It is common scholarly practice to publish the results of research, and it is becoming increasingly more important to share the underlying data. Data sharing allows for the replicability and verification of experimental findings and allows for reuse in new and unexpected ways. Sharing your data may also increase the impact of your research.
There are many discipline-specific repositories where researchers can choose to deposit their data. Discipline-specific repositories often better accommodate specific disciplinary needs, but not all disciplines have a repository which is why the U-M Library created Deep Blue Data.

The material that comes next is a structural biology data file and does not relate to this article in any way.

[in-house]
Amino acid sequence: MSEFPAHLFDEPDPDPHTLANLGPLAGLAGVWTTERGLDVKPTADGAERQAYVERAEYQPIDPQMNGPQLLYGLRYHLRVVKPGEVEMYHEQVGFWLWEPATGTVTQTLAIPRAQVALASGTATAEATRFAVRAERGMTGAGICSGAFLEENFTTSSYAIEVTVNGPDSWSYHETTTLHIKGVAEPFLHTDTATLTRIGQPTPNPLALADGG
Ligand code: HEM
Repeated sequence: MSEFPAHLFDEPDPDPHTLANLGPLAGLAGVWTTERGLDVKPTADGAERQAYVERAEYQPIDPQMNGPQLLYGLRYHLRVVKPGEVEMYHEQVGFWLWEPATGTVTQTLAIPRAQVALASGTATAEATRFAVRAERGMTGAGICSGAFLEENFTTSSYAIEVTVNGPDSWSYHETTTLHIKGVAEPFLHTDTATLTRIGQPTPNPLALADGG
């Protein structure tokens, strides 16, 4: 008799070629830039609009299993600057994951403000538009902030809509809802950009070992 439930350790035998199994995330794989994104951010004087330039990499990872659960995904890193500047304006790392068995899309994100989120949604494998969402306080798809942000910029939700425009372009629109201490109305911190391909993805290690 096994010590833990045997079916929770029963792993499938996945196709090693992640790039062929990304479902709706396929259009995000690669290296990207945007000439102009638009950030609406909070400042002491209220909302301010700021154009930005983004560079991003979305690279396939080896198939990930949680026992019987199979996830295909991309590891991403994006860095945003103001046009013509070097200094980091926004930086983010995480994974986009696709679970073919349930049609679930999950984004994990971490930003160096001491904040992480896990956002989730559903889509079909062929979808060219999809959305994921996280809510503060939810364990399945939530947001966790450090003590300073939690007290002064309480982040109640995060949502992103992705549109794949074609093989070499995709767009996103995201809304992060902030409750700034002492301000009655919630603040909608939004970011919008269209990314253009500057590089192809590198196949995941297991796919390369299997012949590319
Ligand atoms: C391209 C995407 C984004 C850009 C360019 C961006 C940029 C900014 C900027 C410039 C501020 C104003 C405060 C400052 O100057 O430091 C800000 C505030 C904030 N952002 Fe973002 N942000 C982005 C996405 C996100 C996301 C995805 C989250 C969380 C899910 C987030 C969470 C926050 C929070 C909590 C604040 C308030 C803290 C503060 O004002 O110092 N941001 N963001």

The University of Queensland Library offers factors to consider as you evaluate a data repository. Also consider the metadata standards, whether or not there is peer review, clear statements of your rights as depositor, and whether or not links to the research papers and publications are available.
When sharing data, it is important to consider:
Although most data are not copyrightable in the U.S., intellectual property licenses may help ensure proper attribution and protect your data in countries where copyright applies.
Giving appropriate attribution to research data improves data discoverability, signals the usefulness of data, provides citable contributions to the scholarly record, and supports long-term reusability.